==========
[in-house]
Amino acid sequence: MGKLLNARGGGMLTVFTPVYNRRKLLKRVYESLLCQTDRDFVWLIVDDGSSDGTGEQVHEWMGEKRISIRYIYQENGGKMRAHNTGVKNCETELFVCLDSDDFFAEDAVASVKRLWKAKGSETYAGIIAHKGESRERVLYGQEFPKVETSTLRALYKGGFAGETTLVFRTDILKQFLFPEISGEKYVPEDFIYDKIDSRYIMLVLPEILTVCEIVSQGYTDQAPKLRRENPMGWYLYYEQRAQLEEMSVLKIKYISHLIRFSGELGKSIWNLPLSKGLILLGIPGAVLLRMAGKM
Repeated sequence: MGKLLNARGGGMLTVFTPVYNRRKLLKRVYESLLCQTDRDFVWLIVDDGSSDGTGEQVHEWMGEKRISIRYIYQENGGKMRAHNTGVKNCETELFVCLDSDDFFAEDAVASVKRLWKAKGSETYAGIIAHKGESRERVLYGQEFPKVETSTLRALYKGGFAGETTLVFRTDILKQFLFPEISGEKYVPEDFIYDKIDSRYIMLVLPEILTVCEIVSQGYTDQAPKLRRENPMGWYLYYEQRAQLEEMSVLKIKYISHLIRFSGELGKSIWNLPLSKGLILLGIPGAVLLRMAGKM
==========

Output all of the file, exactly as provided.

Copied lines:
[in-house]
Amino acid sequence: MGKLLNARGGGMLTVFTPVYNRRKLLKRVYESLLCQTDRDFVWLIVDDGSSDGTGEQVHEWMGEKRISIRYIYQENGGKMRAHNTGVKNCETELFVCLDSDDFFAEDAVASVKRLWKAKGSETYAGIIAHKGESRERVLYGQEFPKVETSTLRALYKGGFAGETTLVFRTDILKQFLFPEISGEKYVPEDFIYDKIDSRYIMLVLPEILTVCEIVSQGYTDQAPKLRRENPMGWYLYYEQRAQLEEMSVLKIKYISHLIRFSGELGKSIWNLPLSKGLILLGIPGAVLLRMAGKM
Repeated sequence: MGKLLNARGGGMLTVFTPVYNRRKLLKRVYESLLCQTDRDFVWLIVDDGSSDGTGEQVHEWMGEKRISIRYIYQENGGKMRAHNTGVKNCETELFVCLDSDDFFAEDAVASVKRLWKAKGSETYAGIIAHKGESRERVLYGQEFPKVETSTLRALYKGGFAGETTLVFRTDILKQFLFPEISGEKYVPEDFIYDKIDSRYIMLVLPEILTVCEIVSQGYTDQAPKLRRENPMGWYLYYEQRAQLEEMSVLKIKYISHLIRFSGELGKSIWNLPLSKGLILLGIPGAVLLRMAGKM